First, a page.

The Great Ice vs. Heat Debate
There is soooo much confusion about this issue. It’s a shame because therapeutic icing and heating — cryotherapy and thermotherapy — are rational, cheap, easy, safe self-treatment options for many common painful problems. This article gives you a bird’s eye view of the issues, with links to other articles with as much detail as you could possibly want, especially the main icing article, the main heating article, and the please-beware-of-icing-back-pain article.
What ice and heat are for
Ice is for fresh injuries, and heat is for stiff, aching muscles. Roughly. But the devil is in the details, and there are a lot of them.
Hasn’t icing been myth-busted? It’s been fashionable lately to debunk icing. The backlash against icing has some merit, and I love to see myths busted of course, but I think in this case it’s mostly a non-issue. The majority of icing is done for minor pain control, and there’s really no problem with that.
Ice is for injuries — calming down damaged superficial tissues that are inflamed, red, hot and swollen. The inflammatory process is a healthy, normal, natural process … that also happens to be incredibly painful and more biologically stubborn than it needs to be. Icing is mostly just a mild, drugless way of dulling the pain of inflammation and taking swelling down a bit… we hope. Examples: a freshly pulled muscle or a new case of IT band syndrome (which is more likely to respond than the other kind of runner’s knee, patellofemoral pain, because ITBS is superficial and PFPS is often a problem with deeper tissues).
Heat is for muscles, chronic pain, and stress — taking the edge off symptoms like muscle aching and stiffness, which have many unclear causes, but trigger points are probably one of the usual suspects. Chronic pain, especially back pain, often involves lots of tension, anxiety, hypervigilance, and sensitization, and comfortable heat can soothe a jangled mind and nervous system. Stress and fear are major factors in many painful problems, of course.
Alternating between applications of ice and heat is called contrasting therapy. It’s extremely stimulating and is mostly used to facilitate injury recovery, with unknown efficacy.
What ice and heat are not for
Both ice and heat have the potential to do some minor, temporary harm when used poorly. Heat can make inflammation significantly worse. Ice can aggravate symptoms of tightness and stiffness; it can also just make any pain worse when it’s unwanted.
Both ice and heat are pointless or worse when unwanted: icing when you’re already shivering, or heating when you’re already sweating. The brain may interpret an excess of either one as a threat, but icing is more threatening — and when brains think there’s a threat, they may also amp up the pain. Ice seems to be feel more threatening to most people.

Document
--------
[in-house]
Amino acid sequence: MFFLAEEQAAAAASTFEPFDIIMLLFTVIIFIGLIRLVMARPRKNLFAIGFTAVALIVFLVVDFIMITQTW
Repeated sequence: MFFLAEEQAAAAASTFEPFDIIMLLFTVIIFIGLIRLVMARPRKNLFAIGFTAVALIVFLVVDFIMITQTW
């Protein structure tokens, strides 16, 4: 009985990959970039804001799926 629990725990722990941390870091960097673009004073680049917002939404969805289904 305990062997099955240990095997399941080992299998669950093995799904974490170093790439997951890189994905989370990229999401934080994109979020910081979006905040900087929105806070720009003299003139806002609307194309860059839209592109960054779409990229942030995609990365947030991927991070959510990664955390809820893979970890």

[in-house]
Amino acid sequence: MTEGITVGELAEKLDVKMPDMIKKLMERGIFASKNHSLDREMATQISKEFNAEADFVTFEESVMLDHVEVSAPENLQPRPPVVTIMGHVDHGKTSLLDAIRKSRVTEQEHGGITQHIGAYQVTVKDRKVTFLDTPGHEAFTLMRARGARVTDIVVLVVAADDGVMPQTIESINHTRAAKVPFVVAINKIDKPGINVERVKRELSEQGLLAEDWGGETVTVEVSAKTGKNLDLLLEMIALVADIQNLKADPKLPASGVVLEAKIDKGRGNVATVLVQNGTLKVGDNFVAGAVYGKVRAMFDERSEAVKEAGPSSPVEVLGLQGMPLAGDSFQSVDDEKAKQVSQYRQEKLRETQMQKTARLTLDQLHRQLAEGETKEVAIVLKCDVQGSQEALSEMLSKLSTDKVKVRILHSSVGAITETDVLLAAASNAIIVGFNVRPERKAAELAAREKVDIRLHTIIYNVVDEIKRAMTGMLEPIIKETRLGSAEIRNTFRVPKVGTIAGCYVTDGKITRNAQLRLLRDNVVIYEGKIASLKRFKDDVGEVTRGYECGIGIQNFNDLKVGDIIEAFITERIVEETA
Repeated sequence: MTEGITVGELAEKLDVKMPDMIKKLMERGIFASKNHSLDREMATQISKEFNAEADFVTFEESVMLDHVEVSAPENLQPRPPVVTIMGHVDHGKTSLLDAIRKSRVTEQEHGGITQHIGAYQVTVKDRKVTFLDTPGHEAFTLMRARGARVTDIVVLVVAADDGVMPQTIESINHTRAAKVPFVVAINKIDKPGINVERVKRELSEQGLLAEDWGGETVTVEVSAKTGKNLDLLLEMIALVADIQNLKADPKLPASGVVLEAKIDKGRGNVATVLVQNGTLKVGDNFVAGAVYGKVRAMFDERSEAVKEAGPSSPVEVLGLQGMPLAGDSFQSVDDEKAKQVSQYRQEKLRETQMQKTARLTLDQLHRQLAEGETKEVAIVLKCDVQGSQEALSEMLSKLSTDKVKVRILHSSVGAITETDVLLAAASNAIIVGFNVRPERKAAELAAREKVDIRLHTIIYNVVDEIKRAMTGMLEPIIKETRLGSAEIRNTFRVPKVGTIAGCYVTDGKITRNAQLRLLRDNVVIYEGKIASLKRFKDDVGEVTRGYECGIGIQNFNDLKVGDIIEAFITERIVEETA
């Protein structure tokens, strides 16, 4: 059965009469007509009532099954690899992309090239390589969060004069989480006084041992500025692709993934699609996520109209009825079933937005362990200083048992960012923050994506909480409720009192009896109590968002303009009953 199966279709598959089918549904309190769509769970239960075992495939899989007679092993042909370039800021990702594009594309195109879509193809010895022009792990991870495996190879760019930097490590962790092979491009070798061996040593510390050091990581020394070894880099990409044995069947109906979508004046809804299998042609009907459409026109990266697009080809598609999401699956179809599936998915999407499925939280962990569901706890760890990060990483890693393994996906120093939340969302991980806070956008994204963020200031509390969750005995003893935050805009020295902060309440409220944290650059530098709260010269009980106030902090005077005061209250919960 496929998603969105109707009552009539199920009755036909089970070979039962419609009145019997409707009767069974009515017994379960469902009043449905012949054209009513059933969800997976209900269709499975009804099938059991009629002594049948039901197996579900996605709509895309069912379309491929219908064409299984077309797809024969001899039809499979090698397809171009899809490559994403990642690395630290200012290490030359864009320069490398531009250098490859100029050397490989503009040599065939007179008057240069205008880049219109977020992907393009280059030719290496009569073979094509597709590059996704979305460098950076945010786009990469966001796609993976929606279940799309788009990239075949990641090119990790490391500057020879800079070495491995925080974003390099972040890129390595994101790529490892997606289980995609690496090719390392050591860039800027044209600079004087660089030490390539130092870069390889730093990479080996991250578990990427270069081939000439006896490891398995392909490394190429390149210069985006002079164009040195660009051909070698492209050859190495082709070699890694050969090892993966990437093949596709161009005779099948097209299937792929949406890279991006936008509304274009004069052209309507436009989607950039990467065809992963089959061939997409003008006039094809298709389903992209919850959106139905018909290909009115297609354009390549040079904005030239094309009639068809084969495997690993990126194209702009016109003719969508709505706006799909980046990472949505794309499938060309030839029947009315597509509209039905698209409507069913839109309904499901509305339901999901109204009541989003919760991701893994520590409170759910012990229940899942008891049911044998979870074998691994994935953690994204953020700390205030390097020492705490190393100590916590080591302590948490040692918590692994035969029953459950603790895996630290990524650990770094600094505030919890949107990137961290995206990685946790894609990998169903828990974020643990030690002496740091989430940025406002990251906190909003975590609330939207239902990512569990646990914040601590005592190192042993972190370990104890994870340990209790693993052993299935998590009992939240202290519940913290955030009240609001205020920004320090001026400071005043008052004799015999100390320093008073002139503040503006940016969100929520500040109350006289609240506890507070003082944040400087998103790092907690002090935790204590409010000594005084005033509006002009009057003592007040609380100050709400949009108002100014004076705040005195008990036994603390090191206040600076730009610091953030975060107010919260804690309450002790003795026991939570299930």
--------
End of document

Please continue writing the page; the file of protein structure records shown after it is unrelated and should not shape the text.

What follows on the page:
If you add heat to a fresh injury, watch out: it’s going to get worse!
Be especially wary of icing muscle pain — and it may not be obvious. You may think your back is injured, for instance, but it may “just” be muscle pain. Trigger points (painfully sensitive spots) can be surprisingly intense and easily mistaken for “iceable” injury and inflammation. But if you ice trigger points, they may burn and ache even more acutely. This mistake is made particularly often with low back pain and neck pain — the very conditions people often try to treat with ice.
Heat and inflammation are the other particularly bad combination. If you add heat to a fresh injury, watch out: it’s going to get worse! A physician once told my father to heat a freshly injured knee, and wow — it swelled up like a balloon, three times bigger than it had been before. And three times more painful.
What about injured muscle? Muscle strains?
If you’re supposed to ice injuries, but not muscle pain, then what do you with injured muscles (a muscle tear or muscle strain)? That can be a tough call, but ice usually wins — but only for the first few days at most, and only if it really is a true muscle injury. A true muscle injury usually involves obvious trauma during intense effort, causing severe pain suddenly. If the muscle is truly torn, then use ice to take the edge off the inflammation at first. Once the worst is over, switch to heat.
Is ice better than heat? Is heat better than ice?
Ideal uses of ice and heat are roughly equal in potency — which isn’t very potent. Neither is strong medicine. Some experiments have shown that both have only mild benefits, and those benefits are roughly equal in treating back pain. The reason to use them is not that they are highly effective treatments — they rarely are — but because they are so cheap, easy, and mostly safe, especially compared to many other popular treatments.
The bottom line
The bottom line is: use whatever feels best to you! Your own preference is the tie-breaker and probably the most important consideration. For instance, heat cannot help if you already feel unpleasantly flushed and don’t want to be heated. And ice is unlikely to be effective if you have a chill and hate the idea of being iced!
If you start to use one and you don’t like the feel of it … just switch to the other.